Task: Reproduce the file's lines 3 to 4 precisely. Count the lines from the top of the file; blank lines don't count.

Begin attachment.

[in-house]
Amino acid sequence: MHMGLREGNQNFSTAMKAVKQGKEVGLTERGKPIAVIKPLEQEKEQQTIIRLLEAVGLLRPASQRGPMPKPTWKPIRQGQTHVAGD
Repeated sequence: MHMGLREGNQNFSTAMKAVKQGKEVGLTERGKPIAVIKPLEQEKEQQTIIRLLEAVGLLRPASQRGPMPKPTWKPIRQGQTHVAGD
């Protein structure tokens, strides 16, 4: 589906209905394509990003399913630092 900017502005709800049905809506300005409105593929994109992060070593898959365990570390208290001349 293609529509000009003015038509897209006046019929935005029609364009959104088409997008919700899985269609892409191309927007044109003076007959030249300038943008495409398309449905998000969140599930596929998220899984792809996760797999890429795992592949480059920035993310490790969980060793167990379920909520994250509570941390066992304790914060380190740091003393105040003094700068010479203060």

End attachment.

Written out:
Repeated sequence: MHMGLREGNQNFSTAMKAVKQGKEVGLTERGKPIAVIKPLEQEKEQQTIIRLLEAVGLLRPASQRGPMPKPTWKPIRQGQTHVAGD
């Protein structure tokens, strides 16, 4: 589906209905394509990003399913630092 900017502005709800049905809506300005409105593929994109992060070593898959365990570390208290001349 293609529509000009003015038509897209006046019929935005029609364009959104088409997008919700899985269609892409191309927007044109003076007959030249300038943008495409398309449905998000969140599930596929998220899984792809996760797999890429795992592949480059920035993310490790969980060793167990379920909520994250509570941390066992304790914060380190740091003393105040003094700068010479203060």